U2's Songs of Experience - Songs of death and taxes
Following accusations of Bono's 'hypocrisy', U2's 14th studio album gives the band a chance to speak to a hostile world, writes John Meagher
'I shouldn't be here," Bono sings on U2's new album, "cause I should be dead." It's a stark opening line from Songs Of Experience's second track, 'Lights Of Home', and one that will beg more questions about the frontman's unspecified recent "brush with mortality".
It's hardly an exaggeration to say he's been through the wars over the past few years. There was a bicycle accident in New York that necessitated five hours of surgery and the fear he would never play guitar again as well as the kerfuffle over the decision to 'gift' half a billion iTunes customers with their last album, Songs Of Innocence.
And then there was the small matter of Bono's tax avoidance, highlighted in the Paradise Papers. Having to read a Guardian headline "Tax rogues like Bono are harming the world's poorest people" will have caused anguish for a man who is as much defined for his Third World campaign work as he is for his music. Furthermore, he will be under no illusion that many people back home have regarded him and his band in a less favourable light since it was first revealed - 11 years ago - that U2 had moved part of their business from Ireland to the Netherlands to minimise their tax bill. Perfectly legal it may be, but accusations of "hypocrisy" from influential Irish broadsheet columnists will have stung.
This 14th studio album offers him a chance to speak to a hostile world, and the image portrayed is a man wracked with anxiety for himself, his loved ones and the globe at large. "I wake at four in the morning/ When all the darkness is swarming/ And it covers me with fear," he sings on one of the album's best slow-burners, 'The Little Things That Give You Away'.
It's the song U2 chose to finish their triumphant Joshua Tree Tour set at Croke Park this summer and lyrics like "I can't believe my existence/ I see myself at a distance" and "all my innocence has died" offer a compelling snapshot of an album that appears to reflect today's uncertain times.
As with all U2 albums this century, Songs Of Experience did not come easily into the world. Various producers came and went and the election of Donald Trump last November apparently caused Bono to rethink, rework and re-record the songs. A conversation with the veteran poet Brendan Kennelly was pivotal, Bono has claimed, not least when the Kerryman urged him to write from the point of view of one who was deceased. The result is a batch of songs that can be seen as benignly instructional to those, such as his children, who mean most to him. (Incidentally, the album cover features his son, Eli, and Edge's daughter, Sian, and echoes early albums like Boy and War, and also Songs Of Innocence which featured Larry Mullen and his son, Aaron.)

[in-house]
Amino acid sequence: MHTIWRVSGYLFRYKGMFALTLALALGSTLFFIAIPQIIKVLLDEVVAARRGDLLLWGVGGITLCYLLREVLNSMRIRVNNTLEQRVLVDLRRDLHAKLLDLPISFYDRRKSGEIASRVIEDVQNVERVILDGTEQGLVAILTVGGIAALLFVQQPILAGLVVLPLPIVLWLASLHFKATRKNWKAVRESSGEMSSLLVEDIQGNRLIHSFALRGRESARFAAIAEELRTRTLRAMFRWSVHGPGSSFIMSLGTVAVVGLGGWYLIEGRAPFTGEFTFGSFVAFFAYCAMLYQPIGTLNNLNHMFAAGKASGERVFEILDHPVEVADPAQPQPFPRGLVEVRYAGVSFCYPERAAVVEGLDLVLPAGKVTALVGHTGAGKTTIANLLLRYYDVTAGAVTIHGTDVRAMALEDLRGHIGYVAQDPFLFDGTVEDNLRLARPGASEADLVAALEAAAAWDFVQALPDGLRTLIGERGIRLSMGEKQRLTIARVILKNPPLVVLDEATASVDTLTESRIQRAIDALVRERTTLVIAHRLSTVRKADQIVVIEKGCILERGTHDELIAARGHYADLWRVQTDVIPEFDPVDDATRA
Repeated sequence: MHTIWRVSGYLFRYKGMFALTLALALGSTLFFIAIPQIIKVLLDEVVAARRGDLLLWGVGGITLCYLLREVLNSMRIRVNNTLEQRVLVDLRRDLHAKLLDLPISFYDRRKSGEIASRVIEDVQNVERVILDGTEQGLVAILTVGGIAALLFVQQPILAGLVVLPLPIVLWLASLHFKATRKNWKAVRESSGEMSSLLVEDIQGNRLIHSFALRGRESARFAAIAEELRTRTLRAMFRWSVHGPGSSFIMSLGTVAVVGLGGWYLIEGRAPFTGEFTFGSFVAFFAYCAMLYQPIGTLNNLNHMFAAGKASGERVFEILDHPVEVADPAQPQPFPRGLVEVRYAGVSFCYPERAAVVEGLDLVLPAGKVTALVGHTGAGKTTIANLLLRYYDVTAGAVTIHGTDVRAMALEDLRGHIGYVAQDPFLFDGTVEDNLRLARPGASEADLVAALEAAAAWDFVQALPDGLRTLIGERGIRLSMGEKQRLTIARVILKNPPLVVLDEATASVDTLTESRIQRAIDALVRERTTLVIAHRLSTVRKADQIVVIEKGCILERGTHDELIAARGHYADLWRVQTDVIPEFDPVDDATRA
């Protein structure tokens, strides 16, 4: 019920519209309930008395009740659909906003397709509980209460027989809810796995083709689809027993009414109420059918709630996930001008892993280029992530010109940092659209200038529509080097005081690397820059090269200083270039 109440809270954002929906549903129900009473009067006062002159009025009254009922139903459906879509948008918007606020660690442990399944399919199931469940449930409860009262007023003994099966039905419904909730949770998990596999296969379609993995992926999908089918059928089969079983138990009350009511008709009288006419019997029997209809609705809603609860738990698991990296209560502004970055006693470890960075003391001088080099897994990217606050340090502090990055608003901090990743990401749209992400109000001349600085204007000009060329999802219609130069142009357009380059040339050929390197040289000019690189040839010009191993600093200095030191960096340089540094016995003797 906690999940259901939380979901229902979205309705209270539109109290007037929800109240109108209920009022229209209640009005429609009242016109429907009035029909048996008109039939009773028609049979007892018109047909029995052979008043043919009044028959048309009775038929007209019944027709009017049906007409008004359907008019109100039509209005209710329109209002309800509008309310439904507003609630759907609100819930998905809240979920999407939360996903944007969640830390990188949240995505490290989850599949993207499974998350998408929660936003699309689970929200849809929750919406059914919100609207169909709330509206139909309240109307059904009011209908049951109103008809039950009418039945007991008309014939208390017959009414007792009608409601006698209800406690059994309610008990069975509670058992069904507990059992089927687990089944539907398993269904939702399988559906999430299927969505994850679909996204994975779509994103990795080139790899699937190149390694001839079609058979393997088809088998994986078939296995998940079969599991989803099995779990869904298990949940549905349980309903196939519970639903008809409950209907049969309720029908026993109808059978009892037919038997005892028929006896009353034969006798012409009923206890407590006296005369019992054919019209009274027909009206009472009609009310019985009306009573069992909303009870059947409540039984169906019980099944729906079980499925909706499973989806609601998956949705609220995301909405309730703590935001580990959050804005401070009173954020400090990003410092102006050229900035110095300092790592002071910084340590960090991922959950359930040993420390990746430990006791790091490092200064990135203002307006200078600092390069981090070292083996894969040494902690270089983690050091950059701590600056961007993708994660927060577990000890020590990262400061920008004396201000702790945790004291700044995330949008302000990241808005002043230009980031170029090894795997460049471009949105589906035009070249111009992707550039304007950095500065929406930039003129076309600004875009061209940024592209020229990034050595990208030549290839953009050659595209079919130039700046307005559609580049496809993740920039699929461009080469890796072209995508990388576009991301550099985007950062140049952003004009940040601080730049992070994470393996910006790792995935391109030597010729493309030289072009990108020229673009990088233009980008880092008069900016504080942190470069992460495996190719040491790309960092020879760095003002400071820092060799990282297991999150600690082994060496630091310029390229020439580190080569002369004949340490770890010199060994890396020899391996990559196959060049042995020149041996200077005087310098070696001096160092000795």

It was an Eamon Dunphy quip about wife Ali being the best thing about Bono that inspired the title of 'You're the Best Thing About Me', the lead single. Relentlessly catchy it may be, but it's the weakest U2 single since the throwaway 'Get On Your Boots' in 2009. But even here, on this love letter to his childhood sweetheart and mother of his four children, he shows vulnerability. "The best things are easy to destroy," he notes, before pondering "why am I walking away?"
Several songs from the album have been made available in advance, including a classic U2 stadium belter ('Get Out Of Your Own Way') and a state-of-the-union anthem, 'American Soul', featuring rapper Kendrick Lamar (right) offering his own, singular take on Christ's Beatitudes.
The superstar of hip-hop is one of several far younger guests who may help make U2 more relevant to a younger audience. Lady Gaga supplies backing vocals on the Aleppo-referencing 'Summer Of Love' while Californian sister band Haim pop up on 'Lights Of Home'.
There is a glut of producers too - including long-term collaborator, pop specialist Ryan Tedder and, most intriguingly of all, Lou Barlow from cult electro-indie outfit, Lamb.
One can sense the band anxiously straining to deliver more hits than previous albums and while a number of songs fulfill that wish, the best tracks are those that unfurl more delicately.
And it's on the second half of the album that the riches are to be found, including the aforementioned 'The Little Things That Give You Away'. 'Landlady' - featuring a trademark Edge guitar and a superlative Bono vocal - is bound to be a future favourite and seems to be about Ali Hewson. "I'm weightless when she is there... when I was broke/ It was you that always paid the rent."
It's hard not to be seduced by the carpe diem, optimistic sentiments of 'Love Is Bigger Than Anything In Its Way' with its beguiling arrangements and sumptuous production. A few listens in and one can visualise the mobile phones held aloft whenever it's played live.
The hymnal final track, 'There is a Light', is a companion piece to 'Song From Somebody' and utilises the same chorus - "If there is a light/ You can't always see/ And there is a world/ We can't always be/ If there is a dark/ Now we shouldn't doubt/ And there is a light/ Don't let it go out." The singer urges us to "guard our innocence" in what's one of the loveliest songs the quartet have ever released.
Songs Of Experience has been billed as a companion album to Songs Of Innocence (both titles are inspired by the poetry of William Blake) but while the 2014 album was rooted in specifics like the death of his mother ('Iris') and adolescence ('Cedarwood Road'), the 13 tracks on this latest offering are more abstract. Some are eminently skippable, but most are bound to hit the mark.
It's an album fans will have little problem in embracing, but those keen to toast the end of U2's relevancy are not going to be able to pop those champagne corks just yet.
Songs Of Experience is released on December 1.